Whether she glimpsed the hand of fate or liked my slipping in jail talk, Bree relented. “But we’re leaving.”
The crowd at the train station spilled out to the canal and up to the makeshift barricades that sealed off Basse Ville. We wormed our way up to the platform, where we found Nathalie’s husband Paul searching the crowd. When Bree explained where to find his family, the relief that flooded over him had no language barrier.
“Everyone has come for Ministry sandwiches supposedly due in,” Paul said. “That has been hours now. The Ministry has failed us all.”
“You got any veg or chicken?” I said, and I explained a cleaned-up version of the egg-for-vinaigrette swap. “I can spare an onion.”
Paul went shifty-eyed and offered to trade some spiky-looking lettuce.
“What is that?” I said.
“Rocket,” Bree said. “Rocket is arugula.”
We made the exchange like a couple of novice drug dealers. Fate had brought me garnish.
A regional train rolled in crammed with people hanging out windows and hunkered atop each car. The train people were from Montpellier, Bree said, and begged to know if Carcassonne had sandwiches. Those on the platform seemed ready to pillage the newcomers. Before the train stopped the two groups merged, those getting off clambering past those clambering aboard.
A squad of Marcel’s men appeared and began shaking down the new arrivals for possible sandwich materials.
Bree had to yell as the train chugged louder, like it was straining at its tether. “Let’s go. Anywhere’s better than here.”
I stayed put, rooted to the platform by destiny.
“Dan, come on.”
My gut rumbled. Through all the smoke and steam wafted in ham, onion, fresh baked bread—the Carcassonne dream. Over my shoulder, in the town cordoned off by goons, waited the final pieces of the sandwich I was meant to have. That I deserved to have.
“How do you know the next town isn’t complete anarchy?” I said. “We could find American heads on spikes outside the next town. At least here somebody is patrolling the streets.”
“I’m so close, baby. Just goat cheese and chicken. What do you call stumbling into rocket like that if not destiny?”
“Dumb luck. Please, we need to go.”
I looked at Bree, so blind to my destiny. Maybe she couldn’t see it because big dreams only came from big dreamers.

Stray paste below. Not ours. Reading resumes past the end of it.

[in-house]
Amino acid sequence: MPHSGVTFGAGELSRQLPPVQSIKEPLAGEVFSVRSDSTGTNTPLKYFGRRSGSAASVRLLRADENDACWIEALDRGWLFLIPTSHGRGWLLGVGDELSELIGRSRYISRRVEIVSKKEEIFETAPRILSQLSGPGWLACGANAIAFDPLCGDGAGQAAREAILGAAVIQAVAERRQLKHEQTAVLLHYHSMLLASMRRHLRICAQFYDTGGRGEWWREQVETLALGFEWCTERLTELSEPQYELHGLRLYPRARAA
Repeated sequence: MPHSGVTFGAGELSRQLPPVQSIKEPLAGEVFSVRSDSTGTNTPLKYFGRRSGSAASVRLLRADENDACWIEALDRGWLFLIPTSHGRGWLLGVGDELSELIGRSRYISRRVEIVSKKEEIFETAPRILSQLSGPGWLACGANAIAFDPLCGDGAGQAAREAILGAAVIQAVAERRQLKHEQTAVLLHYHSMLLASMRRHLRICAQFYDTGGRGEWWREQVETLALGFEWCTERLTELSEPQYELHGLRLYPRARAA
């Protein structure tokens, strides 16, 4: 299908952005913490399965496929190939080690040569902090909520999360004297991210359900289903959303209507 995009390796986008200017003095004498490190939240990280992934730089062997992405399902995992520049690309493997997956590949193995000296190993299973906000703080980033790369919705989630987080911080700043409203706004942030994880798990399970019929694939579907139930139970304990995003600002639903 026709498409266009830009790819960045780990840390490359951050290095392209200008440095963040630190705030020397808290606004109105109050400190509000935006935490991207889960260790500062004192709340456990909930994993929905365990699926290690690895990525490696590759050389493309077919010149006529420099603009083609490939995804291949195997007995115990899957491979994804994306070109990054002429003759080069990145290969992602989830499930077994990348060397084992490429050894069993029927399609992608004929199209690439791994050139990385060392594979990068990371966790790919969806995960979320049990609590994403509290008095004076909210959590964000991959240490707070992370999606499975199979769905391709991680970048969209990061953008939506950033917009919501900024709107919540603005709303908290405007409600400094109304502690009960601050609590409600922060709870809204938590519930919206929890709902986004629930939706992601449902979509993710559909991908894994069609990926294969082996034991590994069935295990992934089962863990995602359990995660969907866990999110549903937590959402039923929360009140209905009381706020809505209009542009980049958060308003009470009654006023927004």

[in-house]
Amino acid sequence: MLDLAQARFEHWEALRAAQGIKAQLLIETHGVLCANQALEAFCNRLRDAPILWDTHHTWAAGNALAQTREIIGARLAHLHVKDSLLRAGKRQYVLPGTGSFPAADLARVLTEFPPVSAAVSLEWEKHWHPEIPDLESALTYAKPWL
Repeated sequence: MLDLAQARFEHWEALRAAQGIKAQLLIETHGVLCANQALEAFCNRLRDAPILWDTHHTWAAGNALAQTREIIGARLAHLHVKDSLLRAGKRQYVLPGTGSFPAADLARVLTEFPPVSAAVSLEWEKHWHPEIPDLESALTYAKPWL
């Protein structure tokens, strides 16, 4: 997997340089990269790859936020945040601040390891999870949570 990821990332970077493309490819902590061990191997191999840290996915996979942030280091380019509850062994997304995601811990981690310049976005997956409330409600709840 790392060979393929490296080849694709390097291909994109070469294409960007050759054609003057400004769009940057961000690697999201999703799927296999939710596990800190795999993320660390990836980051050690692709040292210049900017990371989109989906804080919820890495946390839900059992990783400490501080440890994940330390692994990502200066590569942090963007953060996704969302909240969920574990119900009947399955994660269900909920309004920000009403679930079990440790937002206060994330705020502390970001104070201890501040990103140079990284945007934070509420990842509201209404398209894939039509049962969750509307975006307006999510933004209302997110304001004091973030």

Bree said, “You’re really not leaving, are you?”
“It’s fate. You go, get to Paris. I can lie low here, raid some farms outside town. I’ll meet you in a few days.”
Bree sighed, if a bit grimly. “We’ll need a hatchet.”
“To kill the chicken. I don’t know when exactly you went insane, but if being together means I have to live off the land, then get me a damn hatchet.”
A sizzling noise started up in my mind, like fat in a frying pan. It was the sound of the Carcassonne dream dying.
“Let’s get aboard,” I said. “It’s just a sandwich. We’ll eat the evidence and call it a Carcassonne Junior.”
Bree hugged me and gave that smile of hers. “I really was willing to live off the land.”
The train engine hissed and slowed to a halt. Marcel’s thugs shouted something to those onboard.
“Dan,” Bree said, “that goon there just ordered everyone off for a search. They’re commandeering the train for the Tribunal.”
This, I realized, was the problem with becoming a man of destiny. Destiny would say when it was through with me.
A voice like a Bond villain broke over the loudspeaker with a long announcement, the crowd more and more agitated as he droned evilly on. I made out only snippets: “brothers and sisters,” “aristocracy,” “castle,” “sandwiches.”
Shouts of anger came from around the platform, and I joined in with “Mais oui,” as close to context as I could guess. Bree let loose with something in French, maybe “Death to the Ministry!”
Bree pulled me into conspiring range. “They want us up at the castle. We’re required to help stop aristocrats and Ministry criminals holed up with supposedly a boatload of sandwiches.”
“Hang on tight until we can sneak loose. We stick together. And if anywhere you see goat cheese—”
Bree touched her nose gangster-style. Just when I thought I couldn’t love her more, I loved her more.
We were hauled with the crowd out of the station. Night had fallen over Carcassonne, and power had failed along our route to the castle. The narrow lanes channeled the mistral into a riptide of air, knocking over café tables and showering us in loose dirt. Newspapers and grocery bags whirled in the air. People used anything for sandwiches now, bay leaves or gelatin strips, glace fruit or coffee beans for filler. Ahead the sprawling fortress waited, its outline darker than the sky.